Heterosexual couple take civil partnership plea to Supreme Court

Go to the profile of The Brief team
Aug 31, 2017
1
0
Recommend 1 Comment

Rebecca Steinfeld and Charles Keidan argue that the ban on same-sex couples entering civil partnerships is “incompatible with equality law”

Jack Taylor/Getty Images

A heterosexual couple fighting for the right to enter into a civil partnership are taking a test case to Britain’s highest court.

Rebecca Steinfeld, 36, and Charles Keidan, 40, want to secure legal recognition of their relationship without getting married. However, only same-sex couples are eligible under the Civil Partnership Act 2004.

The academics, who live in Hammersmith, west London, suffered defeat at the Court of Appeal in February, but declared afterwards that there was still “everything to fight for”. They have now been granted permission for their case to be heard at the Supreme Court, the Equal Civil Partnerships Campaign said in a statement.

The couple, who have a daughter and another child on the way, claim the government’s position is “incompatible with equality law”. Keidan said that “the incredible support from many thousands of people who have signed our petition and backing from MPs across the political spectrum has enabled us to come this far.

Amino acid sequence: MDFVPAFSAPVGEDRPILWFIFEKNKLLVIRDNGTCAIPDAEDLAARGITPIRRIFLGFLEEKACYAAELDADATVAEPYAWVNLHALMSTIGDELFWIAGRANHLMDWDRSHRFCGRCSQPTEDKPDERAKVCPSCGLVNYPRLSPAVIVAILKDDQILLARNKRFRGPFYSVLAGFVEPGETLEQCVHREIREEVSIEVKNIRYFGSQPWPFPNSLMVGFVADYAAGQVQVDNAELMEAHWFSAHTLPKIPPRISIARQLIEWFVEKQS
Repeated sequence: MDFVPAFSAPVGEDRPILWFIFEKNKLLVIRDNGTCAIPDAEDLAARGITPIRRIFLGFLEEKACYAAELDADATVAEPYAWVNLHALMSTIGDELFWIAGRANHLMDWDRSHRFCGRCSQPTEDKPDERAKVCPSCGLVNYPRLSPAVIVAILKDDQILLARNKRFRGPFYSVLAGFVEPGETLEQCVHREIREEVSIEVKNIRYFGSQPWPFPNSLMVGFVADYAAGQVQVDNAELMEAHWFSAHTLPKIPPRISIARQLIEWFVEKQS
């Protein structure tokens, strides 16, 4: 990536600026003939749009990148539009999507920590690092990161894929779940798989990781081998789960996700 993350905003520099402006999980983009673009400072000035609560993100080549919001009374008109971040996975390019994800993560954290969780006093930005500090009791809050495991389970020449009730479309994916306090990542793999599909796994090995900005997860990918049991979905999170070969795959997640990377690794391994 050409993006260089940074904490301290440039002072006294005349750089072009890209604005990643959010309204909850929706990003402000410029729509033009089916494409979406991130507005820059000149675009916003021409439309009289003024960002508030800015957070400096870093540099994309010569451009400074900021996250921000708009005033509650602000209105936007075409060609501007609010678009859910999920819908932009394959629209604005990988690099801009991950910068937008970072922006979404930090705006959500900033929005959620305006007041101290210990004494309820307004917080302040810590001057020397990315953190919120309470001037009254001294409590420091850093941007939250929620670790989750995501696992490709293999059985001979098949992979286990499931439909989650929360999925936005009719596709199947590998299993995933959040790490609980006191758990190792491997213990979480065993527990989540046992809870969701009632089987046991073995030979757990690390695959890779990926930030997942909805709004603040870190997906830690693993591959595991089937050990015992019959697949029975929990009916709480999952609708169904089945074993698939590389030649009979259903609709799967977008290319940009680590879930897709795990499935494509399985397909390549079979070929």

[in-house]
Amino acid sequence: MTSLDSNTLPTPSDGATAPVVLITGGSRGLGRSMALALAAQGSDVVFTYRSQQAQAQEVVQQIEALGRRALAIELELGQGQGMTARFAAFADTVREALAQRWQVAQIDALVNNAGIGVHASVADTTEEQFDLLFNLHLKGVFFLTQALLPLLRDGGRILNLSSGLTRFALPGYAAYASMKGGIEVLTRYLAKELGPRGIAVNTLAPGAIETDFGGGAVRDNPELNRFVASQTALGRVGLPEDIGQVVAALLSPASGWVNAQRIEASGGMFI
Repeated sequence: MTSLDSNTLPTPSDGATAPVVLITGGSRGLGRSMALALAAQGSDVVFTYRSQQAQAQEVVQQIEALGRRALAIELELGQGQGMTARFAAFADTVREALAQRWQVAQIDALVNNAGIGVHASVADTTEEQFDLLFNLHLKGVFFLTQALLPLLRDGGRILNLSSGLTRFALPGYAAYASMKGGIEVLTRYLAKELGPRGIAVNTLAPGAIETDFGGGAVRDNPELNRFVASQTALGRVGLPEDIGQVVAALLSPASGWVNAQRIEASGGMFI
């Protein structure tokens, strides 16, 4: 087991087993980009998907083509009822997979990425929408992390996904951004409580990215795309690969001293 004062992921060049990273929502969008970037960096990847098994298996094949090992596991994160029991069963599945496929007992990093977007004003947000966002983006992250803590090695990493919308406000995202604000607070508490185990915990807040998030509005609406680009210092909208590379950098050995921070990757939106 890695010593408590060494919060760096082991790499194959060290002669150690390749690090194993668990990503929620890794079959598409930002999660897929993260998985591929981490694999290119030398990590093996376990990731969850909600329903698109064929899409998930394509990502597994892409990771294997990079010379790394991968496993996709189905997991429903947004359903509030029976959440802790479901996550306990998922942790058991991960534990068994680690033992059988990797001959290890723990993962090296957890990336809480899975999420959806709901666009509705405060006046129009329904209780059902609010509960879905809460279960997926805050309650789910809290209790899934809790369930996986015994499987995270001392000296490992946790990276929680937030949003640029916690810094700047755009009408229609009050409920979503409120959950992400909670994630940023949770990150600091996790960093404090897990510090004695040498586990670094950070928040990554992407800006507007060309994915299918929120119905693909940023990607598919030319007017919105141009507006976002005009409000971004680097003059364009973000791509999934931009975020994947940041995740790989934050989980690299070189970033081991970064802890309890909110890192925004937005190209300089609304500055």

“What started out as a personal effort to become civil partners has taken on wider significance as we realised that as many as 3.3 million co-habiting couples are affected by the status quo.

“Over the last few years, we’ve heard the same message: whilst most couples want financial and legal protection for themselves and their families, not all feel comfortable with marriage.

“Civil partnerships offer a legally binding arrangement that is fair, popular and good for families and children.”

Louise Whitfield, the couple’s solicitor from the London law firm Deighton Pierce Glynn, described the case as “another significant step in the journey to achieve equal civil partnerships for all, and the court’s decision to grant permission recognises the great public importance of this issue”.

Graeme Fraser, partner in the family department at the fellow London firm Hunters Solicitors, said: “Given the increasing number of people in relationships choosing not to marry, or enter into legal formalities before or during their relationship, this should not detract from the more pressing issue: providing protection and support through legislative reform to cohabitants left financially vulnerable upon relationship breakdown, in particular those who have been financially disadvantaged by the relationship to care for children.”

The Equal Civil Partnerships Campaign said that a change in the law to allow mixed-sex civil partnerships had wide backing, with more than 72,000 signatures on its petition for change. 

Go to the profile of The Brief team

The Brief team

Articles by The Brief's team of reporters and daily guest columnists

No comments yet.